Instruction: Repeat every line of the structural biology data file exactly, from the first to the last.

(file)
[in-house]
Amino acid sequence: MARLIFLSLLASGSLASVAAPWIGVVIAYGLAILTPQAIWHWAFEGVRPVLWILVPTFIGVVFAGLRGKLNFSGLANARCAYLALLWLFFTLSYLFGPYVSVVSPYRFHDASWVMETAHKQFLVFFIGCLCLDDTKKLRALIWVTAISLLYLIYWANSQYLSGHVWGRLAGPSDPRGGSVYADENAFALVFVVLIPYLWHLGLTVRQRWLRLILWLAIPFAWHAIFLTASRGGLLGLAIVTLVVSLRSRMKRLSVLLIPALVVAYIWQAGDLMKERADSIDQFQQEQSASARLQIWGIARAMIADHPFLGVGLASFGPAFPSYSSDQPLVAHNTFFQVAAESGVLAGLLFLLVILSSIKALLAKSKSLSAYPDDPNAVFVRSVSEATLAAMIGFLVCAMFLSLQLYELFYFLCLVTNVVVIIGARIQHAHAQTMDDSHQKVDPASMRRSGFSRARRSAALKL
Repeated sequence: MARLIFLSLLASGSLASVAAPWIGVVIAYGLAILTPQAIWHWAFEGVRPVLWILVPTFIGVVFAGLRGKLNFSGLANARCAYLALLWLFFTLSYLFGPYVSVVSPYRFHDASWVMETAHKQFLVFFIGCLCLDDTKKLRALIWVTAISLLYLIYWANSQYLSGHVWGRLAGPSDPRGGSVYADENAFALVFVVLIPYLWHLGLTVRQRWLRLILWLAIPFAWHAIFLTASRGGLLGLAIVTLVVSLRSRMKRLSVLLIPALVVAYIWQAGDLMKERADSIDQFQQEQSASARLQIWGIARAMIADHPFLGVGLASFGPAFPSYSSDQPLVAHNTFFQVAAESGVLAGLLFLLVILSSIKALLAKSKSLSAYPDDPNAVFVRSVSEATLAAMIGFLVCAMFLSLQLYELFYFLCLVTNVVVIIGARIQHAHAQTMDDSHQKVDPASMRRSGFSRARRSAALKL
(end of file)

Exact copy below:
[in-house]
Amino acid sequence: MARLIFLSLLASGSLASVAAPWIGVVIAYGLAILTPQAIWHWAFEGVRPVLWILVPTFIGVVFAGLRGKLNFSGLANARCAYLALLWLFFTLSYLFGPYVSVVSPYRFHDASWVMETAHKQFLVFFIGCLCLDDTKKLRALIWVTAISLLYLIYWANSQYLSGHVWGRLAGPSDPRGGSVYADENAFALVFVVLIPYLWHLGLTVRQRWLRLILWLAIPFAWHAIFLTASRGGLLGLAIVTLVVSLRSRMKRLSVLLIPALVVAYIWQAGDLMKERADSIDQFQQEQSASARLQIWGIARAMIADHPFLGVGLASFGPAFPSYSSDQPLVAHNTFFQVAAESGVLAGLLFLLVILSSIKALLAKSKSLSAYPDDPNAVFVRSVSEATLAAMIGFLVCAMFLSLQLYELFYFLCLVTNVVVIIGARIQHAHAQTMDDSHQKVDPASMRRSGFSRARRSAALKL
Repeated sequence: MARLIFLSLLASGSLASVAAPWIGVVIAYGLAILTPQAIWHWAFEGVRPVLWILVPTFIGVVFAGLRGKLNFSGLANARCAYLALLWLFFTLSYLFGPYVSVVSPYRFHDASWVMETAHKQFLVFFIGCLCLDDTKKLRALIWVTAISLLYLIYWANSQYLSGHVWGRLAGPSDPRGGSVYADENAFALVFVVLIPYLWHLGLTVRQRWLRLILWLAIPFAWHAIFLTASRGGLLGLAIVTLVVSLRSRMKRLSVLLIPALVVAYIWQAGDLMKERADSIDQFQQEQSASARLQIWGIARAMIADHPFLGVGLASFGPAFPSYSSDQPLVAHNTFFQVAAESGVLAGLLFLLVILSSIKALLAKSKSLSAYPDDPNAVFVRSVSEATLAAMIGFLVCAMFLSLQLYELFYFLCLVTNVVVIIGARIQHAHAQTMDDSHQKVDPASMRRSGFSRARRSAALKL